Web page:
Jyoti : Initially i never had a football at home, i had a tennis ball, so i would try and juggle with it. Slowly and gradually, my interest developed and well, i try to do more tricks and skills with it. Yes, I personally think that it does help you in the game, because you are comfortable with the ball, so you’re used to that ball touching you’re feet, that even when you play a match its just natural, You can always use it.
Joseph : How was the experience with the Jaguar Eves, your primitive club ?
Jyoti plying her trade in England
Jyoti plying her trade in England
Jyoti : I needed a place to play in Delhi and its hard as you know, so i found a place to play and my friends put me in touch with Jaguar Eves. I remember the first day i went there and i was like, can i please play ? Hence, Jaguar eves became a place where i could go when i needed support.
Joseph : Finally you got into the National Team, how has the transition been, say from a juggler to a national level player?
Jyoti : I was completely out of my comfort zone, as i went directly into the camp and i saw people there so good. I remember looking at the Manipuri girls and thinking ‘i am never going to reach that level’. But in camp, you improve and you get better, so the transition you can say was difficult as well as rewarding.
Joseph : Apart from this transition, How has life been at the national camp ?
Jyoti : Ofcourse it is very very competitive, there are days where you think im gonna get trampled upon and there are days where you can stand up and dictate things. It has its ups and downs, but it is difficult.
Joseph : You have also played in England. Tell us about your experiences there.
Jyoti : I played for my university, it was my first experience of being part of a club, a regular club. So every Sunday, it was match-day, training with the coach and everything, i really liked the whole professionalism at it, and so it was a huge thing for me. There were girls, who are so much bigger, physically well built than me and , they’ve been playing since they were kids. So All in All, England was a good eye opener to the football world.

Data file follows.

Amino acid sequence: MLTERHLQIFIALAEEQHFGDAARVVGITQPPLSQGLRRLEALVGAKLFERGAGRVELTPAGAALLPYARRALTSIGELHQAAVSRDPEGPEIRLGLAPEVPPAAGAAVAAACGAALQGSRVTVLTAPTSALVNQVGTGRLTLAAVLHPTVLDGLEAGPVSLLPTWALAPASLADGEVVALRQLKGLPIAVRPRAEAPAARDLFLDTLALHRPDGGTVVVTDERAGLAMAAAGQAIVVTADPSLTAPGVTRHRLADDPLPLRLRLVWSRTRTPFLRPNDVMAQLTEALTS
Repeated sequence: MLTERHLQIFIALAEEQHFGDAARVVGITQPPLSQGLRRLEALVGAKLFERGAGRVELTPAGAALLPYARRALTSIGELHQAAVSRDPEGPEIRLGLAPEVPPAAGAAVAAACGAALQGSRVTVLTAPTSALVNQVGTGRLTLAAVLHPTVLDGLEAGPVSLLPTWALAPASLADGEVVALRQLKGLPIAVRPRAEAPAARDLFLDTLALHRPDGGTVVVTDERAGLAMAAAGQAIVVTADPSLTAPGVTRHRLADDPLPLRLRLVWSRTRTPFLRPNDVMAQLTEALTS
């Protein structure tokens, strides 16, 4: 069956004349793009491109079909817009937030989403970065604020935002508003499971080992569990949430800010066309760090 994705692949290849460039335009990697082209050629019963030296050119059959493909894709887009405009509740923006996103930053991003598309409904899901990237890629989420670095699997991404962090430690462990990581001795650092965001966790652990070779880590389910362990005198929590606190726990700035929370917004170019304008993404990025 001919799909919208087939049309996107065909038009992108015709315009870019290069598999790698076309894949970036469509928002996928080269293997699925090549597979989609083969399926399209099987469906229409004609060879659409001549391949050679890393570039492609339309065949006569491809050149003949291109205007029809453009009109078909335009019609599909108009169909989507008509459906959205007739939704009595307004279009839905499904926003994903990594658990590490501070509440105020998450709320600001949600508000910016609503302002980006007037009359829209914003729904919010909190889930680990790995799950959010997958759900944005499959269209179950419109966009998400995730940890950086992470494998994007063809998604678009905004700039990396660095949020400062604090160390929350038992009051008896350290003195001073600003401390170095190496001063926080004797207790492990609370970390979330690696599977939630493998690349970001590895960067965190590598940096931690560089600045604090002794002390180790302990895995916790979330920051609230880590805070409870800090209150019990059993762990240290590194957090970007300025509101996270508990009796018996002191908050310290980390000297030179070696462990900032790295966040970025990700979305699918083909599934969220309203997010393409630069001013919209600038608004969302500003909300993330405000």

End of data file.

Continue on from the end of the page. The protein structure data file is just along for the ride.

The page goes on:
Joseph : How were the training methods and infrastructure there, as compared to India ?
Jyoti : We played on a rubber pitch there, as it is always rainy, it was a lovely pitch, you can fall, you can slide, nothing happens to you. The infrastructure was great, you have the best gyms, the best facilities, and the best running tracks around.
Joseph : So, on that note, What do you think about the state of women’s football in India ?
Jyoti with Indian Goalkeeper Aditi Chauhan
Jyoti with Indian Goalkeeper Aditi Chauhan
Jyoti : See, i have been playing football for 4 years in India, and i can see a genuine improvement in media coverage and facilities. You can see a change, but still there is a lot of scope for improvement.
Joseph : Then there was an exposure trip to China, How did it help the team ?
Jyoti : When you play abroad there is this different sense, of togetherness, its great for team bonding. Ofcourse there is that extra ‘josh’ of playing for the country, and you want to give your 110% every time. I feel it really makes the team bond, the minute you leave the country. You leave the country as India, the togetherness feeling just gets you.
Joseph : And what are your thoughts on the Indian Women’s Performances in the Asian Games?
Jyoti : Its football right? Sometimes you win,sometimes you loose,and sometimes you draw. Its that simple.
JosephFinally, Can we see Jyoti leading the line for the Indian team soon?
Jyoti : Well hopefully, lets see, I think ill probably switch my position to the right wing, because Bala is playing and she is really good at it, and i prefer running, i’m an athlete by nature. So i see myself playing a lot more right wing, i just have to work a lot more on my crosses.
Joseph : Describe Jyoti in five adjectives
Jyoti : Enthusiastic, Hard working, Competitive, Entertaining, Supportive
Read her full interview on The Hard Tackle posted in September 2014: http://www.thehardtackle.com/2014/indianevejyotiburretttalksabout/

Welcome Hero Cycles Ltd.

We at International Award for Young People would like to take this opportunity in congratulating Hero Cycles Ltd. and Rish Narayan Golf Management for organizing a successful Hero Cycle Golf Cup hosted by golf legend Colin Montgomerie at Delhi Golf Club.

National Director Kapil Bhalla with Colin Montgomerie and Pankaj Munjal MD, Hero Cycles
Winner of 31 European Tour titles (including eight European Tour Order of Merit crowns), Scottish legend Colin Montgomerie was at Delhi Golf Club on 19th September in the inaugural Hero Cycles Golf Cup. The Event saw 24 school teams and 24 charity teams, each comprising of two players competing. School Teams competed for the Inter School title while charity teams played for a chance to play at the Windsor Castle Golf Course at the Duke of Edinburgh Cup World Final.

We would also like to welcome Hero Cycles Ltd. to IAYP family as a sponsor for the Award programme.